Kaliningrad is an exclave of the Russian Federation. Russia is a federative state, therefore, de jure it is a group of states with a central government but independence in internal affairs. States or entities within the Federation have their own Charters (Basic Laws). The entities’ Charters have an obligation to align with the Russian Constitution.  According to the Kaliningrad’s Basic Law it prevail the Federal Law, when jurisdiction of Kaliningrad oblast is on the line[1]. However, that is de-jure, the de facto situation is different.

In 2005, for the first time the governor of Kaliningrad oblast was not elected but rather appointed – G. Boos. Since then Moscow had a final say in the appointment of Kaliningrads’ governors.

Kaliningrad’s current governor – Anton Alikhanov has also been appointed. Mayors (or city-managers as they are called) are not elected directly but rather appointed by the city council and are known to be personally connected to the governor.  For example, in December, a city called Sovetsk (former Tilsit) got appointed its new city-manager – Evgeniy Makarov. Heads of villages (rural settlements within the constitution) are also appointed by the representative body of the municipality.

Full control of the local authorities enables full control of the territory in the exclave. Kaliningrad’s strategic importance prompts an iron fist of the Kremlin.

Kaliningrad heavily relies on Moscow for policy-making. A vivid example is Kaliningrad’s status of special economic zone (SEZ), which implies no duty on goods and raw materials imported into the region for every legal entity. This novelty incentified many investments, especially from abroad, which prompted an economic boom in the oblast. However, that was for the duration of the transitioning period (until 2016).  Kaliningrad’s emergence as a great economic power was seen as a threat in the Kremlin.  After this period ended, it became almost impossible for the companies to prove their eligibility to become residents of the SEZ due to checking commissions coming from Moscow and giving the statues to the ‘favourites’, which drastically hindered the economical development of the oblast. Being unable to bear the costs of the duty many companies closed.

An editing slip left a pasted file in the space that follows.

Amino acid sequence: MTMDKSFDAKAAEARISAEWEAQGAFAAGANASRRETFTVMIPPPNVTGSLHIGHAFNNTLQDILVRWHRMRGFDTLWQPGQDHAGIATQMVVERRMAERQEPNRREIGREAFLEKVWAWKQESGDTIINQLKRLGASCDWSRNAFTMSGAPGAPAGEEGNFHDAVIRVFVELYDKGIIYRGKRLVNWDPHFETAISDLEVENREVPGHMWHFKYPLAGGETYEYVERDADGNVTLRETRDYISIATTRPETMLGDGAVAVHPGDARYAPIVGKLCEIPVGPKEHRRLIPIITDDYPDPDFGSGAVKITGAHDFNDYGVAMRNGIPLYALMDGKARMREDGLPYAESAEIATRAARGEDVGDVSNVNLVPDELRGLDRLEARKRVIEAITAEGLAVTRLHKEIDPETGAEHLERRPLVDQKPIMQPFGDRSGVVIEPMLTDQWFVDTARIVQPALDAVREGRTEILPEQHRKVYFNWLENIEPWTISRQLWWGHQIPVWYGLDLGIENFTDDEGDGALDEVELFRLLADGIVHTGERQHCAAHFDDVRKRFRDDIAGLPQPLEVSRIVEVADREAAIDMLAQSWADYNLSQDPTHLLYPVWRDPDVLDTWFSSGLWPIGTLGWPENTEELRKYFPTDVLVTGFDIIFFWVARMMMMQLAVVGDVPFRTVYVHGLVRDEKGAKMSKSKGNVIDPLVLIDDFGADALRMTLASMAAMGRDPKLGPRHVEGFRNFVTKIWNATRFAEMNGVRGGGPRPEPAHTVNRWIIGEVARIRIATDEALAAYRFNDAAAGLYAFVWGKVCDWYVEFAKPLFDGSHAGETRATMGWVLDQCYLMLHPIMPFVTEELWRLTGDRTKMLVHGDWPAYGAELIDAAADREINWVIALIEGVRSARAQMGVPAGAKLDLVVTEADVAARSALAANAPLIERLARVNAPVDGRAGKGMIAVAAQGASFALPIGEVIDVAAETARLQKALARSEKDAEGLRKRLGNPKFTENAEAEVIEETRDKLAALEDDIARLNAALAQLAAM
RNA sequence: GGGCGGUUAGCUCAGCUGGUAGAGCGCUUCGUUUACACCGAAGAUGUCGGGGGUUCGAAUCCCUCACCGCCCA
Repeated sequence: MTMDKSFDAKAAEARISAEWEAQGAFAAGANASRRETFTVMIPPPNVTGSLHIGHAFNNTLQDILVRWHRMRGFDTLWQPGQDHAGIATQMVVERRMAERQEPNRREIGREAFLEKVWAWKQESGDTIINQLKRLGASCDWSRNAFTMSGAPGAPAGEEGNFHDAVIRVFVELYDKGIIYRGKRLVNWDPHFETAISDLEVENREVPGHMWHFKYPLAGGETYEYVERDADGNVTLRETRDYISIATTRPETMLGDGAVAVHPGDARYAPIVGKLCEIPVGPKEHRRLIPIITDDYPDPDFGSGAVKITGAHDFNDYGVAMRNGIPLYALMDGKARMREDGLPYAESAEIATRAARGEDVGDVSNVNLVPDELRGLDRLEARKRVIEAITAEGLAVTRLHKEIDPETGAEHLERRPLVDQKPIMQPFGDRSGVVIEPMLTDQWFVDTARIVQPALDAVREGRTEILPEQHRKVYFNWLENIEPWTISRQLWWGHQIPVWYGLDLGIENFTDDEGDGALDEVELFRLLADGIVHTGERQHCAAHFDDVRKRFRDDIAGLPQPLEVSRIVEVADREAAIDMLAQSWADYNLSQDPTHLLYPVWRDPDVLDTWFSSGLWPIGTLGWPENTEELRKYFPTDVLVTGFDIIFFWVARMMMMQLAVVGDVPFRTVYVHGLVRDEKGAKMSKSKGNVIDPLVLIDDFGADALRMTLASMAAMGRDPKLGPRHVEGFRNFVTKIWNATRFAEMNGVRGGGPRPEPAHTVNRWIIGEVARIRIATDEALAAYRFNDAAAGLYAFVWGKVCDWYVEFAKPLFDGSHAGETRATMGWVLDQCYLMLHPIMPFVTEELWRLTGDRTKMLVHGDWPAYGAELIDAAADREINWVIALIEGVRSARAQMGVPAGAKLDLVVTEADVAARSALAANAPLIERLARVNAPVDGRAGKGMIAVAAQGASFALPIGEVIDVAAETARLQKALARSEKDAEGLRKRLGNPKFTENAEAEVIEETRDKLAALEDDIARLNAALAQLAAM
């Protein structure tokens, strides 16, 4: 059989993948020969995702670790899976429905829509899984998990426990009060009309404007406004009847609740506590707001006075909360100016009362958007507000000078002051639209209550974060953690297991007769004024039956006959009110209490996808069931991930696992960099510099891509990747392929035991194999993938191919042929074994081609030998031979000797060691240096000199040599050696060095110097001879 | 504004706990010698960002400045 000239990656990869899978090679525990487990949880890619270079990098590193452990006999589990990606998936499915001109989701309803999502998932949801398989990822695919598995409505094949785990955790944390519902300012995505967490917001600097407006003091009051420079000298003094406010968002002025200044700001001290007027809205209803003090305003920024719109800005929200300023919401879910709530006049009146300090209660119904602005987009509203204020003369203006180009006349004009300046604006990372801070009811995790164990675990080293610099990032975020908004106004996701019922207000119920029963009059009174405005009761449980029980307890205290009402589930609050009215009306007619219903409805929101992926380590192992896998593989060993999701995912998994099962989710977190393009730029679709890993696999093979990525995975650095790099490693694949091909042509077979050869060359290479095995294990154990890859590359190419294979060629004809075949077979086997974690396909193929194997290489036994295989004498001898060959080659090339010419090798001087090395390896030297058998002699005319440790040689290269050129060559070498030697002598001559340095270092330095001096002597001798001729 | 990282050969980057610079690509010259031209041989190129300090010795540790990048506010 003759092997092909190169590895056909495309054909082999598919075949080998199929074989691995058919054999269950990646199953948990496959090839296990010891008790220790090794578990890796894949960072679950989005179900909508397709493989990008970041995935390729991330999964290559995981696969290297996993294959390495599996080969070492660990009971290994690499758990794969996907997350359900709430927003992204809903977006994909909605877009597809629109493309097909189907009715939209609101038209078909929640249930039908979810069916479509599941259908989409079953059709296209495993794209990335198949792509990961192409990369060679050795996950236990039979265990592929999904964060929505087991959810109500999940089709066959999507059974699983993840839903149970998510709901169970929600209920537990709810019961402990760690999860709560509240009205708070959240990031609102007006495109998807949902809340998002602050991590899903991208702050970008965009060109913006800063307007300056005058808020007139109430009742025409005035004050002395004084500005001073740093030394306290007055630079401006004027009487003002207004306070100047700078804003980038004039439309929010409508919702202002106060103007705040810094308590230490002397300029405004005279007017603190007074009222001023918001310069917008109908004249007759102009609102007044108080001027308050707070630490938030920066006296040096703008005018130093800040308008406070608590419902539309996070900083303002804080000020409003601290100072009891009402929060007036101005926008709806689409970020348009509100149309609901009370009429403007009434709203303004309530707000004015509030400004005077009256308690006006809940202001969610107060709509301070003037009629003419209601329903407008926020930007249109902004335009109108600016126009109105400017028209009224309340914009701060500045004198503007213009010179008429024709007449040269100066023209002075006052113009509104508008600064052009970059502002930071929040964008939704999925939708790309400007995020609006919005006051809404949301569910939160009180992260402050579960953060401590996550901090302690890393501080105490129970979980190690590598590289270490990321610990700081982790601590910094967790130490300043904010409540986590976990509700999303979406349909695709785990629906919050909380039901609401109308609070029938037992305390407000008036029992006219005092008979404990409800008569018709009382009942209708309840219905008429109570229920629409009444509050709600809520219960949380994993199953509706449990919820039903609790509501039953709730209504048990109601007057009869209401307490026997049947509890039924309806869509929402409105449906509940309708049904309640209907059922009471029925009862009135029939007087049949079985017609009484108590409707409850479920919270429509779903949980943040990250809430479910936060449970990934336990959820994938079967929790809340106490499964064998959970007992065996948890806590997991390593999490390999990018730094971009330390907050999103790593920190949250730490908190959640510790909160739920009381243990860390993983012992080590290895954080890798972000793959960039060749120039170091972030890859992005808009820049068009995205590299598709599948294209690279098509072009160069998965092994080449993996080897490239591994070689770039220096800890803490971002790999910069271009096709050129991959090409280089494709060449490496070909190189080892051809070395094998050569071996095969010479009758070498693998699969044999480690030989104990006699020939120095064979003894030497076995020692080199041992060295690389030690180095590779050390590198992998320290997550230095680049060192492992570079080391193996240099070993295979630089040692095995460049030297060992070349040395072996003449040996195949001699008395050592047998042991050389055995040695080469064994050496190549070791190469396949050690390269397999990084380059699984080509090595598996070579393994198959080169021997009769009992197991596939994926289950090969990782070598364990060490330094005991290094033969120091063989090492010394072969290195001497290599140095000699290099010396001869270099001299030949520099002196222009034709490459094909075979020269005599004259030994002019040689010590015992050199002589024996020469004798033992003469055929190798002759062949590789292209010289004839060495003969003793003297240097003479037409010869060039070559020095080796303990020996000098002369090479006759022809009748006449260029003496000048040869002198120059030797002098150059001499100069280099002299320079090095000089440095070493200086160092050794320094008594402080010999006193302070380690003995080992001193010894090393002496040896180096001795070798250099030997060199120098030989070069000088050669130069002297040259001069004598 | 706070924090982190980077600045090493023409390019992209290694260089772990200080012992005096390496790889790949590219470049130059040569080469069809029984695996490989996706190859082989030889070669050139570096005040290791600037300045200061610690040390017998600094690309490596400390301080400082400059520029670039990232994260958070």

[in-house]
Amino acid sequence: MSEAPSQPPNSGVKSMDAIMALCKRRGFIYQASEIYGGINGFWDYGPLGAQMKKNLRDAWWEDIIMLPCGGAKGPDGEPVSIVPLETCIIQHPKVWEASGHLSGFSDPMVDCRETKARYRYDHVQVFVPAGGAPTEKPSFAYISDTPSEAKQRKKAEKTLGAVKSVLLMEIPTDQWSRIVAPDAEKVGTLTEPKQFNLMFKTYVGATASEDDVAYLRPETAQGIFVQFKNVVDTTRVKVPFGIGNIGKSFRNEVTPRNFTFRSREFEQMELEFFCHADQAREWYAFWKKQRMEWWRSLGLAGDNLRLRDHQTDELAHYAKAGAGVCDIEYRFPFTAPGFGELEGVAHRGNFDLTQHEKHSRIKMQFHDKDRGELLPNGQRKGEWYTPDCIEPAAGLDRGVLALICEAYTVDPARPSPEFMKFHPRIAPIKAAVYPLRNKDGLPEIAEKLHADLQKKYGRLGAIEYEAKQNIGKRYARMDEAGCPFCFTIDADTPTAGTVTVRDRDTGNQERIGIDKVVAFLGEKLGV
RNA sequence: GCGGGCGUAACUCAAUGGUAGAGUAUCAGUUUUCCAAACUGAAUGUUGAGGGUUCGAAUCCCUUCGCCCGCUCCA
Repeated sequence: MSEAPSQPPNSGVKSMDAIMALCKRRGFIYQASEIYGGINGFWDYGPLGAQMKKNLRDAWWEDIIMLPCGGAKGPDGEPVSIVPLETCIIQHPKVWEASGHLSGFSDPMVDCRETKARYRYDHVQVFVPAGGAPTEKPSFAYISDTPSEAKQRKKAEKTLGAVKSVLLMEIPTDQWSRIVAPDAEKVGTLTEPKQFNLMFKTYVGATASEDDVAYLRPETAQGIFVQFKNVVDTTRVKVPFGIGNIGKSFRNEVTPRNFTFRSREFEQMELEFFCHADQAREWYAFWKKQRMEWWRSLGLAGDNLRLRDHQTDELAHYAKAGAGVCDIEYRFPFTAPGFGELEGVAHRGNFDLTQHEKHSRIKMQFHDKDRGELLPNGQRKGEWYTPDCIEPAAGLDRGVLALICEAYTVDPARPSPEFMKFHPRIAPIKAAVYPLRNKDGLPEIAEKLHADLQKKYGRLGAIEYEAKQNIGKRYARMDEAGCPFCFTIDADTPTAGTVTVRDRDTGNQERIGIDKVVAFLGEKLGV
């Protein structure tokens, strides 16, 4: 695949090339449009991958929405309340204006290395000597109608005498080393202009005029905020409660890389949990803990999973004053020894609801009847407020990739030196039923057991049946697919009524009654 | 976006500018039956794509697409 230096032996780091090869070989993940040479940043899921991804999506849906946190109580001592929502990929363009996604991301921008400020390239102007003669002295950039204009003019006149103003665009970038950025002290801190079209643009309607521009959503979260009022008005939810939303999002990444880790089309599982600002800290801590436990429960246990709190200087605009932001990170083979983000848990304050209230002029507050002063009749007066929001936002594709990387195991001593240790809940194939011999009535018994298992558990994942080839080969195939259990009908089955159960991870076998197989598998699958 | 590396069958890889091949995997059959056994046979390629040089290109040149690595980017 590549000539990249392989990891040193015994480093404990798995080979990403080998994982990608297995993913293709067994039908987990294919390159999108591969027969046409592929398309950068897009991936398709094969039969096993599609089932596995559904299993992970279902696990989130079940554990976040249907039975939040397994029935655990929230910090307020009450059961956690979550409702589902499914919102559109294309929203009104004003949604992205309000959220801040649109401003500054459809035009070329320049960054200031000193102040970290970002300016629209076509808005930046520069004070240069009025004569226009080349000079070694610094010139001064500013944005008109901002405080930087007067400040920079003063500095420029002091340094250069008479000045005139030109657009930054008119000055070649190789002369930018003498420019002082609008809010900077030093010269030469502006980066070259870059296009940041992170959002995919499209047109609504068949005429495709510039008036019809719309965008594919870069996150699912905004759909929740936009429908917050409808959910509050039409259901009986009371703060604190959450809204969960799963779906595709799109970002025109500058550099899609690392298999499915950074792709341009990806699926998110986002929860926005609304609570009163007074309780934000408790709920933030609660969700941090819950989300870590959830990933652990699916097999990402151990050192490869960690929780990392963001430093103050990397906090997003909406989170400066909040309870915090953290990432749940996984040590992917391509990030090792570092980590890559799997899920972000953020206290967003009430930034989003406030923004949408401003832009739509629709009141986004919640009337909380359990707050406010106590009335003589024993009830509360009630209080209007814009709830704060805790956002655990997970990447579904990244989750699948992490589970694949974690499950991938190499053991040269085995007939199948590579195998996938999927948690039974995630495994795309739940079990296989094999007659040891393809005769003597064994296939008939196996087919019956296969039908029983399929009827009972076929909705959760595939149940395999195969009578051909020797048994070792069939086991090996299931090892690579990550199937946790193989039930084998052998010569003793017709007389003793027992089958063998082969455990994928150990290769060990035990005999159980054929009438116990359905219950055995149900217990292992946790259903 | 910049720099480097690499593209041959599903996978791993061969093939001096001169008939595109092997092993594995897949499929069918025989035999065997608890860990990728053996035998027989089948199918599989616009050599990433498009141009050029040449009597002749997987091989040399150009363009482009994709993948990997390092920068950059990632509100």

Russia is an on-paper federation. Reality differs and bears the appearance of an unitary state. Kaliningrad is no exception dependence on Moscow-wise. As a local joke goes:

  • ‘Have you seen our mayor already?’
  • ‘Do I look like a Moscovite?’.



[1] Russia (Federation). 1996. Basic Law of Kaliningrad oblast. Chapter 2, Article 3. https://duma39.ru/region/ustav.php

Title photo: Building of the Government and Administration of the Governor of Kaliningrad Oblast